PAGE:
One Hundred Voices...One Hundred Strings & Joni James (2002) is a brilliant remastering of the second collection of predominantly sacred material from pop vocalist Joni James. Give Us This Day (1957), her first religiously themed long-player, had done remarkably well considering that in the late '50s very few artists were able to successfully bounce from genre to genre. Then again, in the late '50s few artists were as captivating as Joni James. Her dulcet and lilting vocals spun gold at the cash register, on the charts, and more importantly in the ears of her ever growing enthusiast base. Although the latter part of the '50s and early '60s began a period of modest decline, James, along with her husband and musical director, Anthony Acquaviva, were at the top of their collective musicality. When James requested that she be able to record a second non-secular album, her label, MGM, initially balked, but eventually supported her efforts due to the undeniable strength of Give Us This Day -- which had quietly become one of the best-selling discs in the company's back catalog.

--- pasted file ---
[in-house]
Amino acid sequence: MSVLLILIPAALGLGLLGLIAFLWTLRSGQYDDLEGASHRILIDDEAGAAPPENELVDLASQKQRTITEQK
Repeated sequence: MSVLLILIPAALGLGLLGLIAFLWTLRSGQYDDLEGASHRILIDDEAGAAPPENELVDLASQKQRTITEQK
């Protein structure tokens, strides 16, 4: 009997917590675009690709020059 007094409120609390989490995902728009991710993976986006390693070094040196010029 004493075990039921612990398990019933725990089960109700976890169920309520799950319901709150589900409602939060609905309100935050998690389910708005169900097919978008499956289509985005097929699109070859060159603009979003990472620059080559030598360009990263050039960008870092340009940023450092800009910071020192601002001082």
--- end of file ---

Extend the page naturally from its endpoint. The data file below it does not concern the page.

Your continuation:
The album was documented in the hallowed halls of EMI's Abbey Road studio, years before the Beatles would make the facility a household name. This made James the first non-British pop musician to ever record there. Indeed, the size and tremendous resonance likewise brought out the best of the assembled orchestra and chorus. The material that James and Acquaviva selected for this auspicious occasion dipped back into Give Us This Day, and included lush and opulent reworkings of "Ave Maria," "You'll Never Walk Alone," "The Lord's Prayer," and "Bless This House." The remaining eight performances were new classically inspired arrangements of pious secular tunes -- including a moving rendition of "It Is No Secret" -- as well as more traditional sacred material such as "The Lord Is My Shepherd" (aka "The 23rd Psalm"). This was also the project's working title, which explains the prominence of the 23rd Psalm on the elegant artwork. Equally as stunning is the huge soundscape that captures the orchestra and chorus as they swaddle and caress James' equally downy vocals. This disc should also be cited for boasting superior audio remastering that recounts the most subtle resonances -- such as those occurring in "Prayer for Peace" -- to the decidedly more bombastic contrasts of "There Must Be a Reason" with dramatic attention to nuance. Not bad for a 40-year-old recording.